Saturday, 3 March 2018

#BlogTour A Blindefellows Chronicle by Auriel Roe

Today it is my pleasure to take part in the BlogTour for A Blindefellows Chronicle by Auriel Roe. It is an unusual read, think quaint and quirky with a spark of nostalgia.


About the Author
Blindefellows is my first published novel and is the result of a few years' worth of quirky scribblings in a stack of notebooks. I wrote the novel I always wanted to read but couldn't find, partially inspired by my favourite authors, Stella Gibbons, PG Wodehouse and Evelyn Waugh.

In addition to my writing, I am also an artist, from ram-sized pugs to sedate still life. I add a small observation and image to my blog on a daily basis which can be found on my website

Follow @AurielRoe @unbounders Look out for #Blindefellows
Buy A Blindefellows Chronicle


About the book
At midday on 31st August, Sedgewick, the new history master, arrives at Blindefellows, former charity school for poor, blind boys, now a second division private school for anyone who can pay. The naive newcomer is quickly taken under the wing of the rumbustious, philandering Japes, master of physics, who soon becomes something of a mentor, though not in an academic sense.
A Blindefellows Chronicle follows the adventures of Sedgewick, Japes and a handful of other unmarried faculty at an obscure West Country boarding school including the closeted headmaster, Reverend Hareton, stalwart Matron Ridgeway and loathsome librarian, Fairchild.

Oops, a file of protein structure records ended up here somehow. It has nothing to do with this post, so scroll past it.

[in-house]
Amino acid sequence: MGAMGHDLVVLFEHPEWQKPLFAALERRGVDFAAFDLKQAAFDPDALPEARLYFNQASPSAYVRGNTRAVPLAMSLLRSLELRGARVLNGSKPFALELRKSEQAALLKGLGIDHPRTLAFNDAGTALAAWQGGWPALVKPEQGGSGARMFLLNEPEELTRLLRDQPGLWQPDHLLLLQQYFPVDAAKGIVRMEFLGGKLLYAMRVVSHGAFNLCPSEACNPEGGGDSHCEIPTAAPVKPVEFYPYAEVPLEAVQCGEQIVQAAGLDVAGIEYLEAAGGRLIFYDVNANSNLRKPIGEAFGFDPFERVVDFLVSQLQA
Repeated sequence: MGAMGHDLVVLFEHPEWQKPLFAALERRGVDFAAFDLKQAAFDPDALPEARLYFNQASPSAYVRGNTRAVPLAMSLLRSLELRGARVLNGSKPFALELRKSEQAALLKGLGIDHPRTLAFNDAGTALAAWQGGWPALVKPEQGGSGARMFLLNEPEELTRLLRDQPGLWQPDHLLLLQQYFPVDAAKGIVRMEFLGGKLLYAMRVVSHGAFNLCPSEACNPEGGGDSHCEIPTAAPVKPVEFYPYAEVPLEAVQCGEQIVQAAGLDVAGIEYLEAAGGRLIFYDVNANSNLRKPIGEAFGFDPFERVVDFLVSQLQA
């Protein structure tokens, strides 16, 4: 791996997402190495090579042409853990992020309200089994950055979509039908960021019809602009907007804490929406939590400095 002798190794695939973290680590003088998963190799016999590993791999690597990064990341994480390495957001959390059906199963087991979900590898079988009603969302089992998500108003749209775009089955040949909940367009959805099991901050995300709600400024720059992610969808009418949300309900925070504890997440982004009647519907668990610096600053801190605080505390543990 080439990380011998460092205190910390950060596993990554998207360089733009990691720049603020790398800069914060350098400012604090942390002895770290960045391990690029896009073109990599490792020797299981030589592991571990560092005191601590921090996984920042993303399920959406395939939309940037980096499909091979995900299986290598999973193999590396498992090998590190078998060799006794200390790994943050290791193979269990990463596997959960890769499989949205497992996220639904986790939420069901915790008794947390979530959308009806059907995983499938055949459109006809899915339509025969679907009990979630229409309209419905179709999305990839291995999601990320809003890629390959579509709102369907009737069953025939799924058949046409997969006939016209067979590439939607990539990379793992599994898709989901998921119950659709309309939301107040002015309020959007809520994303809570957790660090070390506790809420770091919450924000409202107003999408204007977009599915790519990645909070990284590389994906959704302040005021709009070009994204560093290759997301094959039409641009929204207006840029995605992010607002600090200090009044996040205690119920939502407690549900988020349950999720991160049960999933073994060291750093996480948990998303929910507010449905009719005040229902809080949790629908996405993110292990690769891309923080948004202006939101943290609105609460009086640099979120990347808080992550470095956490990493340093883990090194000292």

Review
You can tell that Roe takes her inspiration from classic writers like Wodehouse. The plot reminds me of the old chums sentiment Enid Blyton was known for in her Famous Five and Mallory Towers books, but for an older audience. Think quaint, quirky and nostalgic.

The author takes us through the years 1974 to 2014, following the Blindefellows school, as it embraces modern ideas and moves forward with the times. The introduction of women as upper staff, which causes a lot of friction among the rigid and snooty tutors. The way the students embrace anarchy and stand up for their rights, albeit using stubborn four-legged woolly menaces, who like to chew on rare first edition literature. Viva la Sheep!

I have to say, although it is meant to be a light-hearted read, the author still manages to insert quite a few serious topics into the story. One of those is the class excursion to the sites of World War graveyards, memorials and battle sites. It is a poignant lesson in teaching the young men how many sacrifices previous generations made to make sure the younger generations can live their lives in peace. A subtle reminder that the tutors at the school have their own stories to tell.

The sad tone of the last chapter belies the light-heartedness of the rest, but only because the author brings the story to a conclusion with a sharp slap of reality.

Roe combines a snarky tongue in cheek sense of humour with an aura of the stiff upper lip the British are known for. Which means you get a a strange balance of real and vulnerable characters combined with seemingly absurd situations. It's this flair for the old masters that makes A Blindefellows Chronicles more than just the average story.

Buy A Blindefellows Chronicle at Amazon Uk or go to Goodreads for any other retailer.


1 comment:

  1. Thanks so much for the Blog Tour support Cheryl xx

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